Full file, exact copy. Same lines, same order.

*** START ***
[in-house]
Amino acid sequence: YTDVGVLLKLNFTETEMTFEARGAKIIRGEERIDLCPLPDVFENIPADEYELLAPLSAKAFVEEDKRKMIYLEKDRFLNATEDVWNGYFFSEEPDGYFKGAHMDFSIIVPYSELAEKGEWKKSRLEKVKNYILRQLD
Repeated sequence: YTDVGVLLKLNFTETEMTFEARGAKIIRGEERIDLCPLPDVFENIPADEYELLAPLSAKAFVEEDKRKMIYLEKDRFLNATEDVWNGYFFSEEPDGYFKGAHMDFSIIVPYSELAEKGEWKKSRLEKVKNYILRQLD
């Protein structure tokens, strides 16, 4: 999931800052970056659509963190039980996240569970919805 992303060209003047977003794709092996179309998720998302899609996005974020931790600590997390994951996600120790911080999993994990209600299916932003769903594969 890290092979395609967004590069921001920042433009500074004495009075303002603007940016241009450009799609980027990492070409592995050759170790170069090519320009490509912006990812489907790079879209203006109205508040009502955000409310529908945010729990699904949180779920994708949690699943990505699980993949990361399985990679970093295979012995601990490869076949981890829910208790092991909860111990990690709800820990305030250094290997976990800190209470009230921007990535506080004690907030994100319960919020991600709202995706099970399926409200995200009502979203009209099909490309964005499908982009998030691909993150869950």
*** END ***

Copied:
[in-house]
Amino acid sequence: YTDVGVLLKLNFTETEMTFEARGAKIIRGEERIDLCPLPDVFENIPADEYELLAPLSAKAFVEEDKRKMIYLEKDRFLNATEDVWNGYFFSEEPDGYFKGAHMDFSIIVPYSELAEKGEWKKSRLEKVKNYILRQLD
Repeated sequence: YTDVGVLLKLNFTETEMTFEARGAKIIRGEERIDLCPLPDVFENIPADEYELLAPLSAKAFVEEDKRKMIYLEKDRFLNATEDVWNGYFFSEEPDGYFKGAHMDFSIIVPYSELAEKGEWKKSRLEKVKNYILRQLD
């Protein structure tokens, strides 16, 4: 999931800052970056659509963190039980996240569970919805 992303060209003047977003794709092996179309998720998302899609996005974020931790600590997390994951996600120790911080999993994990209600299916932003769903594969 890290092979395609967004590069921001920042433009500074004495009075303002603007940016241009450009799609980027990492070409592995050759170790170069090519320009490509912006990812489907790079879209203006109205508040009502955000409310529908945010729990699904949180779920994708949690699943990505699980993949990361399985990679970093295979012995601990490869076949981890829910208790092991909860111990990690709800820990305030250094290997976990800190209470009230921007990535506080004690907030994100319960919020991600709202995706099970399926409200995200009502979203009209099909490309964005499908982009998030691909993150869950």